Mechanical Engineering Graduate Student Volunteers during STEM Events

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Department of Mechanical Engineering Ph.D. Student Shayandev Sinha volunteered last month at the 2016 E-Week’s Discover Engineering Family Day and the DC Stem Fair.  He represented the American Society of Mechanical Engineers (ASME) District of Columbia section in helping showcase the many aspects of engineering to the public. The annual hands-on engineering and science festival was held February 27, 2016 in the National Building Museum in Washington DC.

This year, the DC section of ASME presented the exhibit Waves. Sinha, among other student and professional volunteers, assisted in demonstrating and explaining different wave phenomena under various circumstances. Guests participated in activities designed to help teach about wave propagation, frequency, amplitude and resonance. Nearly 8000 visitors stopped by the ASME booth to learn about the science of waves.

Sinha was recently named to the ASME International Petroleum Technology Institute (IPTI) Collegiate Council as a 2015-2016 member. Under the direction of Siddhartha Das, his research explores the challenges of bio-adhesion on soft charged systems in an underwater scenario, and his proposed first scale model for these processes was published in the Journal of Applied Physics.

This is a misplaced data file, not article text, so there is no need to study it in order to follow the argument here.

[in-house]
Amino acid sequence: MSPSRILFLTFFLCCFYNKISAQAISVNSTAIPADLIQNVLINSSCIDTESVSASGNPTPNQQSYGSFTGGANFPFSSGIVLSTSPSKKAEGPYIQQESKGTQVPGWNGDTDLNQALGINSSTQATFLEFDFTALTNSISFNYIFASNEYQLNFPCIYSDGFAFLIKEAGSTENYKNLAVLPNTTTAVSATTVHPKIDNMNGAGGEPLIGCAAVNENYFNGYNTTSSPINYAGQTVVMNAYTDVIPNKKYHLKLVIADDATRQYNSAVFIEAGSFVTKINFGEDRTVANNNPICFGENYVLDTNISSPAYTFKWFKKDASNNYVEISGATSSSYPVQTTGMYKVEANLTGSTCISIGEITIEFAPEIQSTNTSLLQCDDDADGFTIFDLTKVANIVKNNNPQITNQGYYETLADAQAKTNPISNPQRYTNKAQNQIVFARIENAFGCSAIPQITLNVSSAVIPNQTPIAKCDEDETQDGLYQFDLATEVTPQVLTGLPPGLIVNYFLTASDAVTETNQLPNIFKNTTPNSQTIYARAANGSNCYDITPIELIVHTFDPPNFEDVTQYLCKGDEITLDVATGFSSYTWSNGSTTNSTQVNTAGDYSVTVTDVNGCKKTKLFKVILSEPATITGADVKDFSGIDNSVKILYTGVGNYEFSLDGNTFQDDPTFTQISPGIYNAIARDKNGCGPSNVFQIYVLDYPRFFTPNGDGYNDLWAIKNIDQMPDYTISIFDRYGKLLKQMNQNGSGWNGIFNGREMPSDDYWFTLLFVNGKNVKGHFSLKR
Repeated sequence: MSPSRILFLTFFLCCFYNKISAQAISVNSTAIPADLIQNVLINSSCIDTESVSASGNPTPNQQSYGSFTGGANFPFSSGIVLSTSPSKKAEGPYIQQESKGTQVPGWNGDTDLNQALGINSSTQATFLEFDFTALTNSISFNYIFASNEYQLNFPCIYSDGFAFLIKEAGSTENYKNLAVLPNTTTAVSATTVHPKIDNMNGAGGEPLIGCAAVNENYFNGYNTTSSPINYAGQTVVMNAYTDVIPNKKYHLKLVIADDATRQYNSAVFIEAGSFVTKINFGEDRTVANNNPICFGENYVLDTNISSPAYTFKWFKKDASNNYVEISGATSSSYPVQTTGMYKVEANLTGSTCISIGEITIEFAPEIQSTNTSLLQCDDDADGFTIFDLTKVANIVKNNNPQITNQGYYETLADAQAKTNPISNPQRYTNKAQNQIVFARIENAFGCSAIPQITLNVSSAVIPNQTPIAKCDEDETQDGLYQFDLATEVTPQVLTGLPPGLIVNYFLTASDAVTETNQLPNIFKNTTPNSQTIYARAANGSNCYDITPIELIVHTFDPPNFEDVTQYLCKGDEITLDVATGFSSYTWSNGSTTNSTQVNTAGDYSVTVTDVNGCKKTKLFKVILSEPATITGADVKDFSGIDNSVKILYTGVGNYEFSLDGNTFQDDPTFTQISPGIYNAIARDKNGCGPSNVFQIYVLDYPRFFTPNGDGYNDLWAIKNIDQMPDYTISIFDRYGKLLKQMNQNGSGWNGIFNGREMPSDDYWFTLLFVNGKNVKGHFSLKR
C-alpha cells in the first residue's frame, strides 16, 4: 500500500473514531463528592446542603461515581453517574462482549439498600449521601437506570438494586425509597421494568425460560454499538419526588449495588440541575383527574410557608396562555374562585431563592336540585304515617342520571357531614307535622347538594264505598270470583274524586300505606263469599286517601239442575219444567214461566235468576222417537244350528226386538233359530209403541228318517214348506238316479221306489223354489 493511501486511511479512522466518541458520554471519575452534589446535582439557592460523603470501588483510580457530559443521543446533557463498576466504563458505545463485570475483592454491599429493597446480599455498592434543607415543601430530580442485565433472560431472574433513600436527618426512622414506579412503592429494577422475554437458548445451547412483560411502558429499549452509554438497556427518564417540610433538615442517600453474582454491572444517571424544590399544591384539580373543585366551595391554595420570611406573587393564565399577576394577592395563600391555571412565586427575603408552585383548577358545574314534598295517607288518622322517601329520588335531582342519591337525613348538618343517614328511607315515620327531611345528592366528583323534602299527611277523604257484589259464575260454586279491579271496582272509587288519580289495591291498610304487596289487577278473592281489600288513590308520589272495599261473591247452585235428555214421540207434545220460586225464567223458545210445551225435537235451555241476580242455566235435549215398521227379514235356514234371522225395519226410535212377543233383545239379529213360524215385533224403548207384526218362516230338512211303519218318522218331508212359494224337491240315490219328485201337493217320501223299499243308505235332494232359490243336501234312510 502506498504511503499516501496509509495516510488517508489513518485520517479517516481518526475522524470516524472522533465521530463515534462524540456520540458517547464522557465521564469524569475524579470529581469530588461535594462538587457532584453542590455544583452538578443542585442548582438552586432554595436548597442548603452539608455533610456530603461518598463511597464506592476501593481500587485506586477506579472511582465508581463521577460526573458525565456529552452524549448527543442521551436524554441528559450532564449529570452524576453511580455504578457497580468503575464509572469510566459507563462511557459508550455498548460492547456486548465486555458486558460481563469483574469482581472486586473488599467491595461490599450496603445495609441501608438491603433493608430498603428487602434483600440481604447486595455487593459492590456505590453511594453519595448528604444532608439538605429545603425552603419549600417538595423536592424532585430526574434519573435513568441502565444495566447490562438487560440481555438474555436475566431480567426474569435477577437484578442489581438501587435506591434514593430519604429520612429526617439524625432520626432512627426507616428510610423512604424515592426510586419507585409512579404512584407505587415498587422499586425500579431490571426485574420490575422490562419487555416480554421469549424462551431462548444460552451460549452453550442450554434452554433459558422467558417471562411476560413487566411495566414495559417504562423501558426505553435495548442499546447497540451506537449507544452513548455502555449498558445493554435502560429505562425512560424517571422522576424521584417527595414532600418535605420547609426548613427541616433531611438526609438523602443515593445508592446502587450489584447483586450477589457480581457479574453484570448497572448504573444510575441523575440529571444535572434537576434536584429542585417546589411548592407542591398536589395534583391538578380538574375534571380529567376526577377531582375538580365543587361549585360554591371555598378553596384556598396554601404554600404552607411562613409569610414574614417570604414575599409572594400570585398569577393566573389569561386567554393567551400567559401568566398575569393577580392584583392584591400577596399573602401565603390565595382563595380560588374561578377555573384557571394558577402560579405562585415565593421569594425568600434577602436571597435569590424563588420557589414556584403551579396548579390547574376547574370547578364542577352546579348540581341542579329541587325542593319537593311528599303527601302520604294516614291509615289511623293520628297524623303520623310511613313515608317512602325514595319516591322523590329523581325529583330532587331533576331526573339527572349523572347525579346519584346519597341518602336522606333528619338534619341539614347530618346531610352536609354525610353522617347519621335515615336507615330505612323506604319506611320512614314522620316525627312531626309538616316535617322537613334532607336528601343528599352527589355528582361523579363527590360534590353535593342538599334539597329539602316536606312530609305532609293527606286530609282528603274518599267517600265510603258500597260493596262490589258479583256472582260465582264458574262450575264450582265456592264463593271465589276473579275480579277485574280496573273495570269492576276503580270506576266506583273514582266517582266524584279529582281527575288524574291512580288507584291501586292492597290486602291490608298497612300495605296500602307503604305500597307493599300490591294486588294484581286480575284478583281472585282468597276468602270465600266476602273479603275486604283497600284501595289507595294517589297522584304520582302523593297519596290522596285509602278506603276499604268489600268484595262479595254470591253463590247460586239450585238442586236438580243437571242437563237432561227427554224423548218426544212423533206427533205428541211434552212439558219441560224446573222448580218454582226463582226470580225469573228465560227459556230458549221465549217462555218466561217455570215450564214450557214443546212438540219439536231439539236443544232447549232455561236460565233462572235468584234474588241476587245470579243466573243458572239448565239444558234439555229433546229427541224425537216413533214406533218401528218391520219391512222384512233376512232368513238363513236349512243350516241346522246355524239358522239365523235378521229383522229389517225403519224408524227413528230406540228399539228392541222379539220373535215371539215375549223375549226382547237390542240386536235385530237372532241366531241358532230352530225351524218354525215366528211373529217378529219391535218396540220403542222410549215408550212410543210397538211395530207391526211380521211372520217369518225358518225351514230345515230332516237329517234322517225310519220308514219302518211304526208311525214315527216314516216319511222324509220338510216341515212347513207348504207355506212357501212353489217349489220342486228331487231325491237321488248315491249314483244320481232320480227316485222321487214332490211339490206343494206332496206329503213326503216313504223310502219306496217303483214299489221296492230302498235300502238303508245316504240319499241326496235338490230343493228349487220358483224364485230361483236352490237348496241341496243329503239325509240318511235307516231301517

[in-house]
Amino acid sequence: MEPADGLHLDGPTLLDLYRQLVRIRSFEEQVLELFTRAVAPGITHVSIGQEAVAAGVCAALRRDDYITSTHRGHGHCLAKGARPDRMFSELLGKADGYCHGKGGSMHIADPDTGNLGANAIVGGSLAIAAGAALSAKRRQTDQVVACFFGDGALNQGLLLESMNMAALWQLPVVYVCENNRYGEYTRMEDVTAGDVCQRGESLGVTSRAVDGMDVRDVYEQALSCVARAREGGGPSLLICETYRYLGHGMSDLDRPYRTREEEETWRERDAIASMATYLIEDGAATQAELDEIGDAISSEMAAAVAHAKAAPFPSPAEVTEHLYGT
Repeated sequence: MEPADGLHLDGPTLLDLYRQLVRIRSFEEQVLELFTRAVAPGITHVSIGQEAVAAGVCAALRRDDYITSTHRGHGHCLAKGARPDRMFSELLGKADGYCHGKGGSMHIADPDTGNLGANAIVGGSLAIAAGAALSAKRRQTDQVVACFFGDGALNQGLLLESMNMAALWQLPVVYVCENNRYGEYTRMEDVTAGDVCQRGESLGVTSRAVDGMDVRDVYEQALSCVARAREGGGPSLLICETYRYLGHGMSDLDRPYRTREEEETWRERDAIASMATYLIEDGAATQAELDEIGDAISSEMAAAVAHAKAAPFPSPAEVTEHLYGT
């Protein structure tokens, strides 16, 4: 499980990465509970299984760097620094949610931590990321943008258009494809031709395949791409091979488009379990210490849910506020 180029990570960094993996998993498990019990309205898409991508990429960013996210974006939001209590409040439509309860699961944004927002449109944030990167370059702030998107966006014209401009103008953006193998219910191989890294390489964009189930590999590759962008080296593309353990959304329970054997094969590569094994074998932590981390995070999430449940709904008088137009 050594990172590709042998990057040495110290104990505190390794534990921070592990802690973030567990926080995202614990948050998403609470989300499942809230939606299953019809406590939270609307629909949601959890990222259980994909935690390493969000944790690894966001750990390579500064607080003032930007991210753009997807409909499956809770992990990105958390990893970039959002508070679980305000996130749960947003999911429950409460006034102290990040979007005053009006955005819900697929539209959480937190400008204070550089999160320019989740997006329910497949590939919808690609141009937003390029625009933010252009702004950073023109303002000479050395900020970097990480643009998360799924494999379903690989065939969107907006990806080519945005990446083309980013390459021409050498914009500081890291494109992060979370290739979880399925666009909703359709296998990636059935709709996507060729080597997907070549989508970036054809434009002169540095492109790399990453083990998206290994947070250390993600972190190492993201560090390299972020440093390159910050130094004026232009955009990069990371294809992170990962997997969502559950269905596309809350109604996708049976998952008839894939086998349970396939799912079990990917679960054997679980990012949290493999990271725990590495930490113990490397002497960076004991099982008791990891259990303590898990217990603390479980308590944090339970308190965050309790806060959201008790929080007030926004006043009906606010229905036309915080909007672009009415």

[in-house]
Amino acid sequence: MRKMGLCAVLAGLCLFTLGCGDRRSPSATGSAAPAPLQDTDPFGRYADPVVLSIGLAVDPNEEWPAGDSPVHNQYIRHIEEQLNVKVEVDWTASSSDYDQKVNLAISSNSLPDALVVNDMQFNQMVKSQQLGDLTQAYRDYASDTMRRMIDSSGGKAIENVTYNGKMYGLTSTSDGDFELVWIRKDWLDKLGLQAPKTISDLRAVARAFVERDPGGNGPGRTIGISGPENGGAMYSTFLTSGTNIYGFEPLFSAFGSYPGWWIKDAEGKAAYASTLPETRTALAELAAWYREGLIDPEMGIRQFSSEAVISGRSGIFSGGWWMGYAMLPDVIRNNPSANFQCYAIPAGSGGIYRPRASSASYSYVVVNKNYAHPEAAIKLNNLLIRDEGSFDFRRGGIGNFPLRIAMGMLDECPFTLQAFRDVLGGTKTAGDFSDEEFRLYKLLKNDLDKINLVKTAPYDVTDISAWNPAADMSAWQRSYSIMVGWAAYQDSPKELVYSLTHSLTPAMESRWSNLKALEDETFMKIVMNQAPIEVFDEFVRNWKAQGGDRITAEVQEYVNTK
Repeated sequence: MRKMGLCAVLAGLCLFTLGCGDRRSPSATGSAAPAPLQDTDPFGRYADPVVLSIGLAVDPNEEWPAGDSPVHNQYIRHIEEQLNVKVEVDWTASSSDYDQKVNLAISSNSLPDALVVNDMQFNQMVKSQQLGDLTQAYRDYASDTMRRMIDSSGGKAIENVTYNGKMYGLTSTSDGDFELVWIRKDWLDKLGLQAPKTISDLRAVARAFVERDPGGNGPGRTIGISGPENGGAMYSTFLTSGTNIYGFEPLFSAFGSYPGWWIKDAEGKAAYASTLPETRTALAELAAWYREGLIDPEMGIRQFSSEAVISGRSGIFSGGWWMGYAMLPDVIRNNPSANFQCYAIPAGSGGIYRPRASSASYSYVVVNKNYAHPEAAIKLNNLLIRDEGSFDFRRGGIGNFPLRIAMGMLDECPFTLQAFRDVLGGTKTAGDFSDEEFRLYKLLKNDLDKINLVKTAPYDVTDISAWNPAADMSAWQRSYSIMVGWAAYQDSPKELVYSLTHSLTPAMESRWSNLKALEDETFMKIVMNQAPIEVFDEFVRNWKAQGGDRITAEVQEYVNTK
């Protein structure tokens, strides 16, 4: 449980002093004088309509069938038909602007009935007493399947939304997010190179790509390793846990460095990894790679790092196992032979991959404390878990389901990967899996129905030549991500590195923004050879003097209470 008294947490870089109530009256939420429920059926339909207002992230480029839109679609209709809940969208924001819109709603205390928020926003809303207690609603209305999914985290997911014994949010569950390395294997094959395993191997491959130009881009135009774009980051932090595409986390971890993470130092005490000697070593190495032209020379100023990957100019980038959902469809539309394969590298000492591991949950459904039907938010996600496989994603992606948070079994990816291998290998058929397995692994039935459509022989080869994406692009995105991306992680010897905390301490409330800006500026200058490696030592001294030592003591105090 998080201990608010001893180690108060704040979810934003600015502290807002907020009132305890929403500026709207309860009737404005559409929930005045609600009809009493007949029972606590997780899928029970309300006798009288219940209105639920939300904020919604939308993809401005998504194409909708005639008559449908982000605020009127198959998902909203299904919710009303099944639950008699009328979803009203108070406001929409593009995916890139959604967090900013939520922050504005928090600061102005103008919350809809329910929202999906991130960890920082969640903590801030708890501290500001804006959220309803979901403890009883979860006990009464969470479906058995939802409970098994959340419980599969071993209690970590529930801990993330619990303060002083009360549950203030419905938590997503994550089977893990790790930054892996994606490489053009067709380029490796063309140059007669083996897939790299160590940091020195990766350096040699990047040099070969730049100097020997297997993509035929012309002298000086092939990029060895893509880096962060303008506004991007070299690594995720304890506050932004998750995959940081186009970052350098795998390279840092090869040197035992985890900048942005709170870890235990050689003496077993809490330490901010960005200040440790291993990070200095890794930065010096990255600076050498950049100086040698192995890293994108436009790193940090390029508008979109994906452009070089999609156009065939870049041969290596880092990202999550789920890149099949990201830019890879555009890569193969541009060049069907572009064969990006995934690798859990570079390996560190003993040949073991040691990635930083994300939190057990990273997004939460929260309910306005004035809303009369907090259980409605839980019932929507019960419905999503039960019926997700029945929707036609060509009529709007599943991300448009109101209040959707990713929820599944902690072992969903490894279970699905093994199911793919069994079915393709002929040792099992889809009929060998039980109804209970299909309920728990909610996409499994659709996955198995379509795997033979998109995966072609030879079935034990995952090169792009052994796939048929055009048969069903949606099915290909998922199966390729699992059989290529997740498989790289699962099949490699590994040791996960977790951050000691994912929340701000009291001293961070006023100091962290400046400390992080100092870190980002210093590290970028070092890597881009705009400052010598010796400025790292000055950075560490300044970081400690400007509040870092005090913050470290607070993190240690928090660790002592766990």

The DC STEM Fair is the premier student competition in the District of Columbia. The secondary fair is open to 6th-12th grade public, public charter, and parochial, private and home school students. This event brings together students from all eight wards to create, problem-solve and innovate. It is organized by the DC Stem Network which is an initiative of the Carnegie Institute of Science. Shayandev served as a Special Award judge representing ASME throughout. He was also the mentor of School without Walls high school student Sam Lossef’s project on “Use of Pyrolytic Graphite and Phase Change Material Improve Stirling Engine Performance." This project took Second Prize in the DC Stem Fair and was selected to present his project at Intel International Science and Engineering Fair (Intel ISEF), the world’s largest international pre-college science competition, held in Phoenix, Arizona from May 8-13.

Founded by the National Society of Professional Engineers in 1951, E-Week is dedicated to ensuring a diverse and well-educated future engineering workforce by increasing understanding of and interest in engineering and technology careers. It is held every February, and has grown to include over 70 engineering, education and cultural societies. Each year, it reaches thousands of schools, businesses and community groups across the United States. The theme this year was “Engineers Make a World of Difference” to celebrate the positive change engineers enact through their work and research.

























Pictures (from top to bottom): DC Stem Network, Lossef's project, ASME E-Week Event

Published April 27, 2016